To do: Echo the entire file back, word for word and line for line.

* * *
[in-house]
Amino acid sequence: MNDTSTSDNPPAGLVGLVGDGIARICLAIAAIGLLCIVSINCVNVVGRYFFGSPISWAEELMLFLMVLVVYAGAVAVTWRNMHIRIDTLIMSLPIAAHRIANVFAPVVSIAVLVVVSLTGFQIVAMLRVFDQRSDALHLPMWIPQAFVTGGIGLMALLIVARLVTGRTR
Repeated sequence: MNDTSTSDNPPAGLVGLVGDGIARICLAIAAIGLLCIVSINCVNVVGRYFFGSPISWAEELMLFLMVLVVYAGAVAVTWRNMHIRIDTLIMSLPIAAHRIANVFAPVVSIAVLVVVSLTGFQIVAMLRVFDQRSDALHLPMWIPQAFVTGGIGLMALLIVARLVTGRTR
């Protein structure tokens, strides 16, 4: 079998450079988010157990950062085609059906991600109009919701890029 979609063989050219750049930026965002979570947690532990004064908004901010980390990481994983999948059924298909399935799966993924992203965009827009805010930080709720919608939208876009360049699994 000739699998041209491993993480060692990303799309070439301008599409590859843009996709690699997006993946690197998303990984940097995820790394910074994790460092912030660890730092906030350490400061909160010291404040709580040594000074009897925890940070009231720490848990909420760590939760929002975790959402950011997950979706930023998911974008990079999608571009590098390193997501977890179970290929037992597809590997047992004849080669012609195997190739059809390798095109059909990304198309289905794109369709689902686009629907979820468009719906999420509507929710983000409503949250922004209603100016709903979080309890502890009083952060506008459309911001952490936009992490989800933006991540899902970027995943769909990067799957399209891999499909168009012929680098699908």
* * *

[in-house]
Amino acid sequence: MNDTSTSDNPPAGLVGLVGDGIARICLAIAAIGLLCIVSINCVNVVGRYFFGSPISWAEELMLFLMVLVVYAGAVAVTWRNMHIRIDTLIMSLPIAAHRIANVFAPVVSIAVLVVVSLTGFQIVAMLRVFDQRSDALHLPMWIPQAFVTGGIGLMALLIVARLVTGRTR
Repeated sequence: MNDTSTSDNPPAGLVGLVGDGIARICLAIAAIGLLCIVSINCVNVVGRYFFGSPISWAEELMLFLMVLVVYAGAVAVTWRNMHIRIDTLIMSLPIAAHRIANVFAPVVSIAVLVVVSLTGFQIVAMLRVFDQRSDALHLPMWIPQAFVTGGIGLMALLIVARLVTGRTR
């Protein structure tokens, strides 16, 4: 079998450079988010157990950062085609059906991600109009919701890029 979609063989050219750049930026965002979570947690532990004064908004901010980390990481994983999948059924298909399935799966993924992203965009827009805010930080709720919608939208876009360049699994 000739699998041209491993993480060692990303799309070439301008599409590859843009996709690699997006993946690197998303990984940097995820790394910074994790460092912030660890730092906030350490400061909160010291404040709580040594000074009897925890940070009231720490848990909420760590939760929002975790959402950011997950979706930023998911974008990079999608571009590098390193997501977890179970290929037992597809590997047992004849080669012609195997190739059809390798095109059909990304198309289905794109369709689902686009629907979820468009719906999420509507929710983000409503949250922004209603100016709903979080309890502890009083952060506008459309911001952490936009992490989800933006991540899902970027995943769909990067799957399209891999499909168009012929680098699908």